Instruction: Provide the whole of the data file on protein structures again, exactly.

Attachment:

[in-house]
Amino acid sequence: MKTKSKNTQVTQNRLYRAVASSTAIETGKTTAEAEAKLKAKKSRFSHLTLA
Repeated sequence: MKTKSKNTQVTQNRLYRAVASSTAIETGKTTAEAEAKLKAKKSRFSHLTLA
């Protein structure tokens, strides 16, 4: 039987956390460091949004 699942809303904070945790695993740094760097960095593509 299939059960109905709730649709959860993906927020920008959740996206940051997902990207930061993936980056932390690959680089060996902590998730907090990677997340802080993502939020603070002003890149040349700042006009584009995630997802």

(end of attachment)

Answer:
[in-house]
Amino acid sequence: MKTKSKNTQVTQNRLYRAVASSTAIETGKTTAEAEAKLKAKKSRFSHLTLA
Repeated sequence: MKTKSKNTQVTQNRLYRAVASSTAIETGKTTAEAEAKLKAKKSRFSHLTLA
């Protein structure tokens, strides 16, 4: 039987956390460091949004 699942809303904070945790695993740094760097960095593509 299939059960109905709730649709959860993906927020920008959740996206940051997902990207930061993936980056932390690959680089060996902590998730907090990677997340802080993502939020603070002003890149040349700042006009584009995630997802």